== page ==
"Fox hunting" is the field of Fox hunting is an activity involving the tracking, chase and, if caught, the killing of a fox, traditionally a red fox, by trained foxhounds or other scent hounds, and a group of unarmed followers led by a "master of foxhounds" ("master of hounds"), who follow the hounds on foot or on horseback.
Some questions in "Fox hunting" involve Autumn or cub hunting, Main hunting season, Drag, trail and bloodhound hunting.
People study "Fox hunting" in order to Fox hunting with hounds, as a formalised activity, originated in England in the sixteenth century, in a form very similar to that practised until February 2005, when a law banning the activity in England and Wales came into force. A ban on hunting in Scotland had been passed in 2002, but it continues to be within the law in Northern Ireland and several other countries, including Australia, Canada, France, Ireland and the United States. In Australia, the term also refers to the hunting of foxes with firearms, similar to deer hunting. In much of the world, hunting in general is understood to relate to any game animals or weapons (e.g., deer hunting with bow and arrow); in Britain and Ireland, "hunting" without qualification implies fox hunting (or other forms of hunting with hounds—beagling, drag hunting, hunting the clean boot, mink hunting, or stag hunting), as described here.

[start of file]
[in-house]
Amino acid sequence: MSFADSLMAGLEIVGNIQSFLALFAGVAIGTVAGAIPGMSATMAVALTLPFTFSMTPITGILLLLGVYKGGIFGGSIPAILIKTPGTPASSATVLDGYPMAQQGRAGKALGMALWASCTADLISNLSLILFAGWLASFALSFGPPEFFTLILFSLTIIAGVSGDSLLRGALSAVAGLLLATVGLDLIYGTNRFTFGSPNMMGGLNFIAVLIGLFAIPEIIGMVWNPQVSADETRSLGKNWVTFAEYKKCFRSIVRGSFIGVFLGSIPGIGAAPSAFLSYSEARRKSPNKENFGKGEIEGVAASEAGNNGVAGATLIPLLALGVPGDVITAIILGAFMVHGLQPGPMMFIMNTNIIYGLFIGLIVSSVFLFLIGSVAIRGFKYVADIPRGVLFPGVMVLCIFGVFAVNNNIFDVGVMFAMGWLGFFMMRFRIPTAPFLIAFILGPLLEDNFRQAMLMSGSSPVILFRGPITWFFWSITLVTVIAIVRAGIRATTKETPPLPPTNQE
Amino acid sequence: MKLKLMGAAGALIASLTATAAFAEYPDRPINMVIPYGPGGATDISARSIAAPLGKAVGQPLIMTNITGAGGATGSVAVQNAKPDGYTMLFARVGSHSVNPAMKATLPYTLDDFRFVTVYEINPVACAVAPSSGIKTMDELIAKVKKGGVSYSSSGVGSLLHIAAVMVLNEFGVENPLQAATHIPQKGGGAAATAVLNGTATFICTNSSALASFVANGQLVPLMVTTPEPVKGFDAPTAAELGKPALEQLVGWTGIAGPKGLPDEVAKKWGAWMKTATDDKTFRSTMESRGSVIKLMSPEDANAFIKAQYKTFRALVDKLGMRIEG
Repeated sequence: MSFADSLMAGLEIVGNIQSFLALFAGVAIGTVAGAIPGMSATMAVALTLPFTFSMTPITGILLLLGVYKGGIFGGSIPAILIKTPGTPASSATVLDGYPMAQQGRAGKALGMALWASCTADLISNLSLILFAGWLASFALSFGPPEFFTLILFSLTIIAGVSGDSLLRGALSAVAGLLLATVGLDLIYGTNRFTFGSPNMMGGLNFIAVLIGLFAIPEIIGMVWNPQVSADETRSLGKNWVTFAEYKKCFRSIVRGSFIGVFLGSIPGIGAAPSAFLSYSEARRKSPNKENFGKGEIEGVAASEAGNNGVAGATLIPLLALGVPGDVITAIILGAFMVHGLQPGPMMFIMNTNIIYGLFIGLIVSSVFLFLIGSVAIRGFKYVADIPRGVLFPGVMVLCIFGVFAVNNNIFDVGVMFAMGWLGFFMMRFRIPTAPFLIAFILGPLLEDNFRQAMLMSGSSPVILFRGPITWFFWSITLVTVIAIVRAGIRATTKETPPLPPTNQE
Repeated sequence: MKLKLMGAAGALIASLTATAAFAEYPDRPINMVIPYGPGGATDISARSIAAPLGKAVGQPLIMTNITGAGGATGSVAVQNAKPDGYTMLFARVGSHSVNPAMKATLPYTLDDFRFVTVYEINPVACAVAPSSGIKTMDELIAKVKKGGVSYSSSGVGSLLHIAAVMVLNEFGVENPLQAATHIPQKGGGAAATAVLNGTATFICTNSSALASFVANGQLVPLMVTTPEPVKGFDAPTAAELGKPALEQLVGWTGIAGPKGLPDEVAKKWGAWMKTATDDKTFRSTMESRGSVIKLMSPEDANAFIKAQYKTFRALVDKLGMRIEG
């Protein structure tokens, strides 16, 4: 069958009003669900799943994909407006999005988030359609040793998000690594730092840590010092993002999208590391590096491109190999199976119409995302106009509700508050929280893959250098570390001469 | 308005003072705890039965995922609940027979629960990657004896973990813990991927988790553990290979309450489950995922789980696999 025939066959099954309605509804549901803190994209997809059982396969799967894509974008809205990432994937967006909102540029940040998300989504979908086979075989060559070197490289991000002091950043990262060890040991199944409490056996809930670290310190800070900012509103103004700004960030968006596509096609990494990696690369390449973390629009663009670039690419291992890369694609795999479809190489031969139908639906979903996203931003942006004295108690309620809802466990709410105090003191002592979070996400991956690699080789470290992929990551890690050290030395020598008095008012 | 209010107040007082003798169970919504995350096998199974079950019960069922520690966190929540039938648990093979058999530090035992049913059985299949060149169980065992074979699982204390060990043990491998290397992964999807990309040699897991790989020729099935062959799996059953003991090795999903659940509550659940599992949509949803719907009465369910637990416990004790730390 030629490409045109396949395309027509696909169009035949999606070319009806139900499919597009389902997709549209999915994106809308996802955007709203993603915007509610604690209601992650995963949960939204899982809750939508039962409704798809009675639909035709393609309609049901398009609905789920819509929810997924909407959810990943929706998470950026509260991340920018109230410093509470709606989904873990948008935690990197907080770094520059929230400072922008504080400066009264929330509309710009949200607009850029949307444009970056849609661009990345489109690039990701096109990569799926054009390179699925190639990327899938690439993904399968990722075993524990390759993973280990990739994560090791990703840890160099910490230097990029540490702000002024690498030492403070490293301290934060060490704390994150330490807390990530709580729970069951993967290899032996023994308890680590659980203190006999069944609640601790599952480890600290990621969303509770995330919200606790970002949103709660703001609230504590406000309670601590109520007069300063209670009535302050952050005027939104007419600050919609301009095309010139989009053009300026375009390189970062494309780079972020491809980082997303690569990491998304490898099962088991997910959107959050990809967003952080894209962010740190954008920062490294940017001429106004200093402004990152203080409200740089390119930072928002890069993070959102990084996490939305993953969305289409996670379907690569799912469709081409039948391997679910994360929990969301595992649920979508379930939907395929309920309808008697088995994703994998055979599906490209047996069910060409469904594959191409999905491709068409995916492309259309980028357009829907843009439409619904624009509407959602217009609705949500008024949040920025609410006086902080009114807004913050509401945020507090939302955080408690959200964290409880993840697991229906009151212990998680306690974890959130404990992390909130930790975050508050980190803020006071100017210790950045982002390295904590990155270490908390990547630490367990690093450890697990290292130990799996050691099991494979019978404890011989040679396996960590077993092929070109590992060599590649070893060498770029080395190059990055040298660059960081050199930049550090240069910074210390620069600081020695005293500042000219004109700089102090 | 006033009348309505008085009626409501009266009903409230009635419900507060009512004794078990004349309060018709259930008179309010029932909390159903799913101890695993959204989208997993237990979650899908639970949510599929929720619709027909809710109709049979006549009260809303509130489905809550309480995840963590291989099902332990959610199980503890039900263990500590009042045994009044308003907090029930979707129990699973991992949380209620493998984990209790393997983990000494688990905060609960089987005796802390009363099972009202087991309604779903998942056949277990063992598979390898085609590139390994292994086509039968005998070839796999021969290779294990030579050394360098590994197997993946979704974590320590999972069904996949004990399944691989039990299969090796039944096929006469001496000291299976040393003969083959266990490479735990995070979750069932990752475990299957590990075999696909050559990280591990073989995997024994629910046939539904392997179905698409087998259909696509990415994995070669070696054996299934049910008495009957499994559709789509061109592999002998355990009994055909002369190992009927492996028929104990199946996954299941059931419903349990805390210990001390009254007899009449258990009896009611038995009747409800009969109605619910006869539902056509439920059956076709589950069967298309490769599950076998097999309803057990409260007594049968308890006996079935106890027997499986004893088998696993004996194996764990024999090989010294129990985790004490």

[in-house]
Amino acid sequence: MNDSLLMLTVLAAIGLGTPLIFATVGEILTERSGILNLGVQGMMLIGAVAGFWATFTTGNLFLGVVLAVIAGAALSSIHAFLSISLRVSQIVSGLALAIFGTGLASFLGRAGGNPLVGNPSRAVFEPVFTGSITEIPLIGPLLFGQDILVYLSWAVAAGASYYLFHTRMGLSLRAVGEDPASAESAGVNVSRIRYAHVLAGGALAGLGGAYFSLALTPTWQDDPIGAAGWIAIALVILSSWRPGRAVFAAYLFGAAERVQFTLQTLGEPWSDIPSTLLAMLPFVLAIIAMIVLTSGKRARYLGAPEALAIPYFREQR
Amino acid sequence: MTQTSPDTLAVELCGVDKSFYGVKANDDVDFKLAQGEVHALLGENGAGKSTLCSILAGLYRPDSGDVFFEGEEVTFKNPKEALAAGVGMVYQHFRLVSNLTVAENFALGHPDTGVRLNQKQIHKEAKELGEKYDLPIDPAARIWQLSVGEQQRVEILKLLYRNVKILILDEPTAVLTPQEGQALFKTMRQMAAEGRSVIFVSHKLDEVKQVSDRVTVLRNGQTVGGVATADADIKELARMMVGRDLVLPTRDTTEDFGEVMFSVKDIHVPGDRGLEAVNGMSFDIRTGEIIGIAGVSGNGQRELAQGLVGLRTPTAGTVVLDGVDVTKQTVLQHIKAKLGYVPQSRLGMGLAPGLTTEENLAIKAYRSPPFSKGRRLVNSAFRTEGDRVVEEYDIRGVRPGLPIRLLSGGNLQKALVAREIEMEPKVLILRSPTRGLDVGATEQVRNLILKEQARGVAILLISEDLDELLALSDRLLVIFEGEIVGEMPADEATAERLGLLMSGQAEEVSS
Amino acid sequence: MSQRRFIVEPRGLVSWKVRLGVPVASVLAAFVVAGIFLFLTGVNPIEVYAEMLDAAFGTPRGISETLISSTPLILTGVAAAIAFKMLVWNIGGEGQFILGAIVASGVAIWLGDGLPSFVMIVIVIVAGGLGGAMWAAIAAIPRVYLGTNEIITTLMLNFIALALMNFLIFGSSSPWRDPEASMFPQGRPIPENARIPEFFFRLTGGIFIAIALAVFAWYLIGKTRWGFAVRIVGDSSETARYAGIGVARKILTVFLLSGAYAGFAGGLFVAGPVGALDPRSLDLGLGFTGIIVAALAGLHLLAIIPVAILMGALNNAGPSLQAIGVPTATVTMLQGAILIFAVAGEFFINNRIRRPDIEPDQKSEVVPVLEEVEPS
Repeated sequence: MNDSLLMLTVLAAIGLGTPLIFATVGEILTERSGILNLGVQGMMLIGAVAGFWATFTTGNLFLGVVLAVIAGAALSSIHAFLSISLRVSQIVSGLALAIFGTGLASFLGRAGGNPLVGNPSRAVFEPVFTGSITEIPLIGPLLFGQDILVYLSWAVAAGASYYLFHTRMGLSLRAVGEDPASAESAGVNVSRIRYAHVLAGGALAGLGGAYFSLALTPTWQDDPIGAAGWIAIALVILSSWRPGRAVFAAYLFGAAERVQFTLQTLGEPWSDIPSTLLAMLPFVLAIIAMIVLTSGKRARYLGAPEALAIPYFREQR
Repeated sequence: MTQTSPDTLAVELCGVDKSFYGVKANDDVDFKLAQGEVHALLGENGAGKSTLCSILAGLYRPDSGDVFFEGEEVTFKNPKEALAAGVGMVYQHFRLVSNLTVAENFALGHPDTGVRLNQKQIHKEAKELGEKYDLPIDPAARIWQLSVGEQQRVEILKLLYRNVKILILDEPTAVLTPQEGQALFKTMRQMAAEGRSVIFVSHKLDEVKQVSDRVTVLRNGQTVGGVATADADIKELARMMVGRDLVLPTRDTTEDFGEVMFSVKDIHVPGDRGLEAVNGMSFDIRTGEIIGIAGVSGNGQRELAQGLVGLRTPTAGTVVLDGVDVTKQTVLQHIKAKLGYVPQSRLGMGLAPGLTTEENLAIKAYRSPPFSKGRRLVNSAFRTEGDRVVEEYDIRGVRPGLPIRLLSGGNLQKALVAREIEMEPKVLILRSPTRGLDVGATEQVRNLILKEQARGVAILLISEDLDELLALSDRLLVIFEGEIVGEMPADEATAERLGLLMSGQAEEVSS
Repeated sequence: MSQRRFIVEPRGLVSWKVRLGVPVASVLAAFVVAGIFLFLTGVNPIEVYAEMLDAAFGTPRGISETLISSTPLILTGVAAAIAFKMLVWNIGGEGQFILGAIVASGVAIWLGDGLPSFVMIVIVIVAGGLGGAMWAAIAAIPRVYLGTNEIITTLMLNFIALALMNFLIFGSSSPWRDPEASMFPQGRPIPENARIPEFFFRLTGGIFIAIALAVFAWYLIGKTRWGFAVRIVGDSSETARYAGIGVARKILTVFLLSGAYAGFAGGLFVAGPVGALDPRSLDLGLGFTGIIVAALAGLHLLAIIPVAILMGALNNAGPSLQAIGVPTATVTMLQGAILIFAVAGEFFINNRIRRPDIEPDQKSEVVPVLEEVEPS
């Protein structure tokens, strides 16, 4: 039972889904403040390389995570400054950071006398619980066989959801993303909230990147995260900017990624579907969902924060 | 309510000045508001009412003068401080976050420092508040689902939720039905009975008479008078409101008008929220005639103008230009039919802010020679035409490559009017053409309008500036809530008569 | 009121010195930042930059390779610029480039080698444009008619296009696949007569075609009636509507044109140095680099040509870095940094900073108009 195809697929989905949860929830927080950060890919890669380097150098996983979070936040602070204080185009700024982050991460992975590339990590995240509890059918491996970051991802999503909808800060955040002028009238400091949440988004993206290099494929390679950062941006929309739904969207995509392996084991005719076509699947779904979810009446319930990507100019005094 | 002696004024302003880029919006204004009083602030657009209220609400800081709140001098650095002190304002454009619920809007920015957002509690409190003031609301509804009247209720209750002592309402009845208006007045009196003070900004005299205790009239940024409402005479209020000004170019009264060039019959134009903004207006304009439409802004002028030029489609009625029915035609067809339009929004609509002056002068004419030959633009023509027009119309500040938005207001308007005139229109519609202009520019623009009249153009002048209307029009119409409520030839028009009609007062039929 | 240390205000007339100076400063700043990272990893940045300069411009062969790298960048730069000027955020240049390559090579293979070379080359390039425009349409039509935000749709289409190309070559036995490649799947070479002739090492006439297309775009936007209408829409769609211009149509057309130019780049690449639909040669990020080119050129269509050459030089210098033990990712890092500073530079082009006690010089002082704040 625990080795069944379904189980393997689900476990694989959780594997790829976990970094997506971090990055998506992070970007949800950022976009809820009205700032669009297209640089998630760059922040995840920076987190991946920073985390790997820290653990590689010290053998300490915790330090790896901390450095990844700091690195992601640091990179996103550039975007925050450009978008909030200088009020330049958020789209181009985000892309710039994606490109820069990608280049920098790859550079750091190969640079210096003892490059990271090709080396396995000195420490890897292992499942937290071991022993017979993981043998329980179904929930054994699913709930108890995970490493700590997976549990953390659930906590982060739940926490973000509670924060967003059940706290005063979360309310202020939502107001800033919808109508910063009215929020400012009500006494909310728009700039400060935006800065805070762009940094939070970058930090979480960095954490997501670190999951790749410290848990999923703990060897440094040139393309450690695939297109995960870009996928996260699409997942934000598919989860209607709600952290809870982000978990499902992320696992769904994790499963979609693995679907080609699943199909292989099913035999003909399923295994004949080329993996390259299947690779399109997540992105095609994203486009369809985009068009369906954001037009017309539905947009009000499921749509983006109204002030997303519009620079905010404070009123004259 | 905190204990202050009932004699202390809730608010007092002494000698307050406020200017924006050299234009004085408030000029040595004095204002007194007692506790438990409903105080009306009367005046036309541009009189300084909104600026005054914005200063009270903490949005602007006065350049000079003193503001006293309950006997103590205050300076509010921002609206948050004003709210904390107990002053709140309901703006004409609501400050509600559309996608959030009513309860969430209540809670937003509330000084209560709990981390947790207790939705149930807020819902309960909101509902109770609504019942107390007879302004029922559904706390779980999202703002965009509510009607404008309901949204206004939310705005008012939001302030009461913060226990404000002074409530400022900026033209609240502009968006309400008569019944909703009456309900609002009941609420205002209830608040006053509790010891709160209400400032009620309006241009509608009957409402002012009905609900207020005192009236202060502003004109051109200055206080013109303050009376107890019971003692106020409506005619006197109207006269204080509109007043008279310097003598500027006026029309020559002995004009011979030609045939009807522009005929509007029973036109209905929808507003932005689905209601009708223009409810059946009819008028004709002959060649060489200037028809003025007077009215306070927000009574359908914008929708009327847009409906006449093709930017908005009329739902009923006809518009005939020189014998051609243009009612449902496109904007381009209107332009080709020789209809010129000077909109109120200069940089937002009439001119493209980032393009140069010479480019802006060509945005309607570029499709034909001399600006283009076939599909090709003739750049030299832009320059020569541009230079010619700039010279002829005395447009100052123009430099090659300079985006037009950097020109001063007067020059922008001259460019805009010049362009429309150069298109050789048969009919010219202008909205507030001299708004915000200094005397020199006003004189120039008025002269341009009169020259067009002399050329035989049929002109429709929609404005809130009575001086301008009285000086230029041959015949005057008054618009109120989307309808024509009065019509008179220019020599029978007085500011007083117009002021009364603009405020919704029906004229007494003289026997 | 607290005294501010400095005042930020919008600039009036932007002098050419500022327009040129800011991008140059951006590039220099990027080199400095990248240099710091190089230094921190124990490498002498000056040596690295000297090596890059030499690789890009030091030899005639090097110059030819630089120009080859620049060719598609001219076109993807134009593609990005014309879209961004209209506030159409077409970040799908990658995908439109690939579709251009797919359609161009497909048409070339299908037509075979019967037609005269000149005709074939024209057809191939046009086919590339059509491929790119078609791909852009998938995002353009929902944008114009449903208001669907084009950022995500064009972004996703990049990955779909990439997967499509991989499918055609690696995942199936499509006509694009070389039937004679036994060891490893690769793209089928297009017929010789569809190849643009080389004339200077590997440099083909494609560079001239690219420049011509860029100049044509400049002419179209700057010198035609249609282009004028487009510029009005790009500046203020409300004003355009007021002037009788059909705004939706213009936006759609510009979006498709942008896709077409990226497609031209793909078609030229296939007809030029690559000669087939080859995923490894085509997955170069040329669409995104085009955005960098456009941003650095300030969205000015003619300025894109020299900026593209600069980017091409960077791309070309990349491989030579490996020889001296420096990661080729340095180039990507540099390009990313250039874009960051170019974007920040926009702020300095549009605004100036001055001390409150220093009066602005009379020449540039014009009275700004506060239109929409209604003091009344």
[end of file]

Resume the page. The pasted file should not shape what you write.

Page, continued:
A few notable experts of "Fox hunting" include Charles Brand, a Hunt Master who lived from 1855 to 1912, The Fox Hunt, Alexandre-François Desportes, The Rev. William Heathcote (1772–1802), on horseback (son of the 3rd Baronet); Sir William Heathcote of Hursley, 3rd Baronet (1746–1819), holding his horse and whip; and Major Vincent Hawkins Gilbert, M.F.H., holding a Fox's mask. The Heathcote's family seat was Hursley House. Daniel Gardner portrayed the three gentlemen on the hunt in 1790.